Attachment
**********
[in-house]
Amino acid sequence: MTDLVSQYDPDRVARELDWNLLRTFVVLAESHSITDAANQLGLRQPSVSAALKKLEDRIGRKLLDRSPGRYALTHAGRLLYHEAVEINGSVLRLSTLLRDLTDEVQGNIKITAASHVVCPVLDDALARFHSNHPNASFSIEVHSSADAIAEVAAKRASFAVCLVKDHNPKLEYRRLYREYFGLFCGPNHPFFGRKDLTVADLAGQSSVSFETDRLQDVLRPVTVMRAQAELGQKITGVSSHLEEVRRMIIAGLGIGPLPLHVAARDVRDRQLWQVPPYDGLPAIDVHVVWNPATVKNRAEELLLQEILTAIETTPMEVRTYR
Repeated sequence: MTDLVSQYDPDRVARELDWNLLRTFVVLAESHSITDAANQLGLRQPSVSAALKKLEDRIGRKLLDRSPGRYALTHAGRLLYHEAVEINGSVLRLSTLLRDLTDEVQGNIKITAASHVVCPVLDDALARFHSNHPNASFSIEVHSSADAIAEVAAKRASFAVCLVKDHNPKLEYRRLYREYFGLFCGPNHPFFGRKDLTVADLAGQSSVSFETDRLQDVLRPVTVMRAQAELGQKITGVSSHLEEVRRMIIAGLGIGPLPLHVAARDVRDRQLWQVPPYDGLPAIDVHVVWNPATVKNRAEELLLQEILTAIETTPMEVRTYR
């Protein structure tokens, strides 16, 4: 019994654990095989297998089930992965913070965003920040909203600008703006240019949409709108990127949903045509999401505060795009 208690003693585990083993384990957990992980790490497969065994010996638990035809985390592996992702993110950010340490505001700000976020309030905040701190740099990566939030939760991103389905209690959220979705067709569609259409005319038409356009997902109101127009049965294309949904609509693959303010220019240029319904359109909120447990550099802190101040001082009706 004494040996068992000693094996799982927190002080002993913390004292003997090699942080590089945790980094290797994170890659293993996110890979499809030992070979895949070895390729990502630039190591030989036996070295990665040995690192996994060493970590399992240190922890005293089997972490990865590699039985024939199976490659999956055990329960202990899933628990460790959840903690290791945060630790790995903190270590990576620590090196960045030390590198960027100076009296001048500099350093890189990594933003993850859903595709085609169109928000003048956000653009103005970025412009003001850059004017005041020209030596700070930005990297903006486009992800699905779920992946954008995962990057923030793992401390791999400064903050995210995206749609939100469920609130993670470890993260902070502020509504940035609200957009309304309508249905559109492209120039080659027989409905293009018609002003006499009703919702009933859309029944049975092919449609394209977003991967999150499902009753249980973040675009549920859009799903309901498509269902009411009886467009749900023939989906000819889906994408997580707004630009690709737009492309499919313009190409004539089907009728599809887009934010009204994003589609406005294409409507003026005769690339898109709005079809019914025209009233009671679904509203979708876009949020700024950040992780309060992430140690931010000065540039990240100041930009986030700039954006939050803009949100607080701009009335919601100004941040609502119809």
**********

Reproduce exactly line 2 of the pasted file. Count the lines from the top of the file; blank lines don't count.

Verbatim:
Amino acid sequence: MTDLVSQYDPDRVARELDWNLLRTFVVLAESHSITDAANQLGLRQPSVSAALKKLEDRIGRKLLDRSPGRYALTHAGRLLYHEAVEINGSVLRLSTLLRDLTDEVQGNIKITAASHVVCPVLDDALARFHSNHPNASFSIEVHSSADAIAEVAAKRASFAVCLVKDHNPKLEYRRLYREYFGLFCGPNHPFFGRKDLTVADLAGQSSVSFETDRLQDVLRPVTVMRAQAELGQKITGVSSHLEEVRRMIIAGLGIGPLPLHVAARDVRDRQLWQVPPYDGLPAIDVHVVWNPATVKNRAEELLLQEILTAIETTPMEVRTYR